David West is coming up big for the Warriors

David West is coming up big for the Warriors

OAKLAND -- David West is as much a cleanup man as he is a basketball player.

The veteran power forward, masquerading as a center for the Warriors, cleans up behind teammates, cleans the clocks of opponents and probably cleans his plate after every meal. And he’d hit fourth in any manager’s batting order.

The Warriors during their renaissance haven’t had such a personality. They’ve been a fun bunch, enjoying life, each other and their pillaging of the NBA.

West, 36, brings a more laconic dynamic, and it’s on full display as the Warriors lean into the final weeks of this regular season. He’s a leader who is producing and, more and more, winning over a fan base that was somewhat skeptical early this season.

“David West has been playing brilliantly,” Warriors coach Steve Kerr said Friday night, after West came off the bench for a highly efficient 14-minute stint in a 114-100 win over the Kings.

Showcasing sharp passing, splendid shooting, solid rim protection and his usual old-jerky toughness, West totaled 8 points, four assists, three rebounds, three blocks and one steal. The Warriors were plus-8 when he was on the floor.

Such production, it seems, is a bit of a bonus.

“He’s been very good for us as a veteran leader,” Draymond Green said. “He’s been playing well, but just his presence also has meant a lot to this team.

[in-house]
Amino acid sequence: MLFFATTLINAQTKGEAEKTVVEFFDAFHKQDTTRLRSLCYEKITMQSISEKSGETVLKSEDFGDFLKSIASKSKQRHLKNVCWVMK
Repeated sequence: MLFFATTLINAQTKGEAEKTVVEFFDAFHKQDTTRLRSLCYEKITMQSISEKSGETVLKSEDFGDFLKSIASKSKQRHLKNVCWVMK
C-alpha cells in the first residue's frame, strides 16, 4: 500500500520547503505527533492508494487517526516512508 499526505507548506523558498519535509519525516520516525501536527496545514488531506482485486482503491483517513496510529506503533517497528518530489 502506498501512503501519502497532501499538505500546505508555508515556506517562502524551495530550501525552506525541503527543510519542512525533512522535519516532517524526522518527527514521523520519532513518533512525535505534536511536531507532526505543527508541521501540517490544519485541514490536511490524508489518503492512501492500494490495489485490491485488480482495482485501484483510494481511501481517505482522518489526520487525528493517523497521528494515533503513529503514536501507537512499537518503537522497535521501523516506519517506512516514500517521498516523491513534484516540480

“D-West is just kind of a no-bull---- type of a guy. He doesn’t say much. But when he does, you know it means a lot. And everybody hears him.”

Said West: “It’s just about adjusting and learning personalities. Obviously, this group has been very successful. I just try to add my 2 cents where I feel like it fits. Try not to over-talk people. I speak to guys directly and just make sure that we’re all on the same page.”

West is in his 14th season. Drafted by the New Orleans Hornets in 2003, he also has played for the Pacers and, last season, the Spurs, before joining the Warriors in July.

The question at the time was whether he still had a lot to give. West is a two-time All-Star and one of the most widely respected players in the league. But did he still have the legs to compete at a high level?

The answer is visible, particularly over the past month, since he returned from fractured left thumb on Feb. 23. West is shooting 53.0 percent from the field, he’s rebounding consistently and he has proven to be a spectacularly good passer -- easily one of the best in the league among big men.

Earlier this week, to quell any lingering concerns about how much athleticism he still has, West rose up and dunked over a crowd of three Dallas Mavericks. It was clock-cleaning at its finest.